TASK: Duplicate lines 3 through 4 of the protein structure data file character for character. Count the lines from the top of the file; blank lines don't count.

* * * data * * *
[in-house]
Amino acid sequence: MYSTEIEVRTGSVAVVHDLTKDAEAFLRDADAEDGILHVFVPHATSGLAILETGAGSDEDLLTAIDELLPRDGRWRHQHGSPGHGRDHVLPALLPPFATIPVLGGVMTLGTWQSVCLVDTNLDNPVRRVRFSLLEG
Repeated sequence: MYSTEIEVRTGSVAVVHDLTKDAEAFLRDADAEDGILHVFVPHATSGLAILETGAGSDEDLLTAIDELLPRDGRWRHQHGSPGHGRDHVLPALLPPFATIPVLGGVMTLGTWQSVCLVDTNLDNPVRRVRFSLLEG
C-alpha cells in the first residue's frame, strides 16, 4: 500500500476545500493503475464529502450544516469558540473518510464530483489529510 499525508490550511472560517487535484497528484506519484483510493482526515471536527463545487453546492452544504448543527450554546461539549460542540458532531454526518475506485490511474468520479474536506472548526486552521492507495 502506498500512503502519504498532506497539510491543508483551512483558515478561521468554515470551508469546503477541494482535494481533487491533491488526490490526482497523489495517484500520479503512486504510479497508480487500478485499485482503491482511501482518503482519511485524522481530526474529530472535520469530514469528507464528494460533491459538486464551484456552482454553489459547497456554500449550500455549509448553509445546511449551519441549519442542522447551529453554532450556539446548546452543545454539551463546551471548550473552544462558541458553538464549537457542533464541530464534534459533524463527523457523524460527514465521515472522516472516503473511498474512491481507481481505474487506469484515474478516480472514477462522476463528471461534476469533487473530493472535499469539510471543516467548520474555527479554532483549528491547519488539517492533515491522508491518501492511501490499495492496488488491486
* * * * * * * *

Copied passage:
Repeated sequence: MYSTEIEVRTGSVAVVHDLTKDAEAFLRDADAEDGILHVFVPHATSGLAILETGAGSDEDLLTAIDELLPRDGRWRHQHGSPGHGRDHVLPALLPPFATIPVLGGVMTLGTWQSVCLVDTNLDNPVRRVRFSLLEG
C-alpha cells in the first residue's frame, strides 16, 4: 500500500476545500493503475464529502450544516469558540473518510464530483489529510 499525508490550511472560517487535484497528484506519484483510493482526515471536527463545487453546492452544504448543527450554546461539549460542540458532531454526518475506485490511474468520479474536506472548526486552521492507495 502506498500512503502519504498532506497539510491543508483551512483558515478561521468554515470551508469546503477541494482535494481533487491533491488526490490526482497523489495517484500520479503512486504510479497508480487500478485499485482503491482511501482518503482519511485524522481530526474529530472535520469530514469528507464528494460533491459538486464551484456552482454553489459547497456554500449550500455549509448553509445546511449551519441549519442542522447551529453554532450556539446548546452543545454539551463546551471548550473552544462558541458553538464549537457542533464541530464534534459533524463527523457523524460527514465521515472522516472516503473511498474512491481507481481505474487506469484515474478516480472514477462522476463528471461534476469533487473530493472535499469539510471543516467548520474555527479554532483549528491547519488539517492533515491522508491518501492511501490499495492496488488491486